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British Butchers & Bunglers of World War One
by John Laffin
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Amazon.com Product Description (ISBN 0750901799, Paperback)For too long, Dr John Laffin maintains, the military reputation of British Generals in World War I has not been examined critically enough, and he asks how those responsible for catastrophic defeats were able to retain their commands. Haig, whose army suffered 60,000 casualties on the first day of the Battle of the Somme in 1916, was still in command after five months more fighting and another 400,000 casualties. By the war's end the numbers of dead ran into millions - doggedly brave British Empire soldiers who, Laffin believes, were killed, wounded or broken by commanders who were vain, egocentric and incompetent. But the generals, who blamed the dead and junior in rank, cannot be excused on the grounds that there was "nothing else that they could do". Even now, more than 75 years after that "Great War for Civilization", this book raises questions that are uncomfortable. Laffin draws on the memories and writings of those who took part and quotes the judgements of other military historians to provide an analysis of just what went wrong in the generals' leadership, and how it resulted in such appalling and tragic losses - and concludes that they were not merely incompetent but uncaring.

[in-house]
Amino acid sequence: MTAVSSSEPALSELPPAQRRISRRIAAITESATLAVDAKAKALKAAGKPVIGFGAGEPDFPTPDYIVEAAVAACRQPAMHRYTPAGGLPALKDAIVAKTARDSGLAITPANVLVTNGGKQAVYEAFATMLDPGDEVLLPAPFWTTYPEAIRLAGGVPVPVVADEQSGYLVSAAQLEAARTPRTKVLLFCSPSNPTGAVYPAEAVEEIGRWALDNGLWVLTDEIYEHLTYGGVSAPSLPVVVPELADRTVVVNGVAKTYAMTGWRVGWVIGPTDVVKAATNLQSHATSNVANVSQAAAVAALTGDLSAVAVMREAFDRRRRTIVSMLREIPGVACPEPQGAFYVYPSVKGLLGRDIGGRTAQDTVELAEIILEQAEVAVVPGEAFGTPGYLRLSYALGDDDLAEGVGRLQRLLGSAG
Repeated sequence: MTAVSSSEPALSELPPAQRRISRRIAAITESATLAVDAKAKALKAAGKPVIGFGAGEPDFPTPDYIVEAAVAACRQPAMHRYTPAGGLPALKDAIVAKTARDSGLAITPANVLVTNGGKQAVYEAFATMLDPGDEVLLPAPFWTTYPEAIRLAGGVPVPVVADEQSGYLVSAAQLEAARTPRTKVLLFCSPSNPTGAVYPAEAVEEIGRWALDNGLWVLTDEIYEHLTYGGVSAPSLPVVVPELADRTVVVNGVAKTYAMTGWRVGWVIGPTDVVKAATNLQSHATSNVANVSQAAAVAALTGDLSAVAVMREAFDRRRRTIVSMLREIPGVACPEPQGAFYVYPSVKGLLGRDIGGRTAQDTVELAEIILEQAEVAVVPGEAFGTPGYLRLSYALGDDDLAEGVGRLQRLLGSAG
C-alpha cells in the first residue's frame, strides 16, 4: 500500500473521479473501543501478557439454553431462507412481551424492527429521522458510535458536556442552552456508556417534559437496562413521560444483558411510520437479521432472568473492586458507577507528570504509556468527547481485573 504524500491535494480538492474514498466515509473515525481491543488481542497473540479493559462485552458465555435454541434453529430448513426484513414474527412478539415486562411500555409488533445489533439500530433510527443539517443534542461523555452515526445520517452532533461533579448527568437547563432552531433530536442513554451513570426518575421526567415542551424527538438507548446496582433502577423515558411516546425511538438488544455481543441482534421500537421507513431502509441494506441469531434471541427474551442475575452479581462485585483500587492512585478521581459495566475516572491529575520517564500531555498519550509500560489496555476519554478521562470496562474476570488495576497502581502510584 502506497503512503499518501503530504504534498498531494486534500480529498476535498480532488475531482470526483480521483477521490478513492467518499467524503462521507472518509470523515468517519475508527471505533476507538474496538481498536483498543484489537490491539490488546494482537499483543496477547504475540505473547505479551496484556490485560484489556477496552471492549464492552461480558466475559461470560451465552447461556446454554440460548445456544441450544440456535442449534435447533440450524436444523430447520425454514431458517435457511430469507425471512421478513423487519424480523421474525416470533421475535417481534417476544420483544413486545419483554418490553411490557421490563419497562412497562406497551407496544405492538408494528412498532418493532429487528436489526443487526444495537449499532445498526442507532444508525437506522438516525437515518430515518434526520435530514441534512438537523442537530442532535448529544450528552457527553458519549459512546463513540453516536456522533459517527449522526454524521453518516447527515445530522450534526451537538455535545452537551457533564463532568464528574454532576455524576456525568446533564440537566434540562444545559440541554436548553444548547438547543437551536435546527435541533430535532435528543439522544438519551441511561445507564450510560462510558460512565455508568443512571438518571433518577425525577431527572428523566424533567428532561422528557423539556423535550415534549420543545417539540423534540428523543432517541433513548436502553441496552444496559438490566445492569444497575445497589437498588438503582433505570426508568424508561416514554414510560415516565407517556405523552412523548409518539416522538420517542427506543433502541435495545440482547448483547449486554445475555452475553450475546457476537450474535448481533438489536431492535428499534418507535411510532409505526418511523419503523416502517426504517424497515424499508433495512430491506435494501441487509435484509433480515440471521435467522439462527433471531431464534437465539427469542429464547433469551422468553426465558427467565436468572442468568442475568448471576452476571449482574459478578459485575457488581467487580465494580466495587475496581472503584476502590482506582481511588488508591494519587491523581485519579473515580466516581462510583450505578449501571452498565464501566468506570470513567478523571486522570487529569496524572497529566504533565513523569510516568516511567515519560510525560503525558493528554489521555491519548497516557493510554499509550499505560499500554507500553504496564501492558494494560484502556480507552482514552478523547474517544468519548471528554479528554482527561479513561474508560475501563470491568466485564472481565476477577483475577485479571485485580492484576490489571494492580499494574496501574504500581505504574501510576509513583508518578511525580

(retrieved from Amazon Thu, 12 Mar 2015 18:19:20 -0400)
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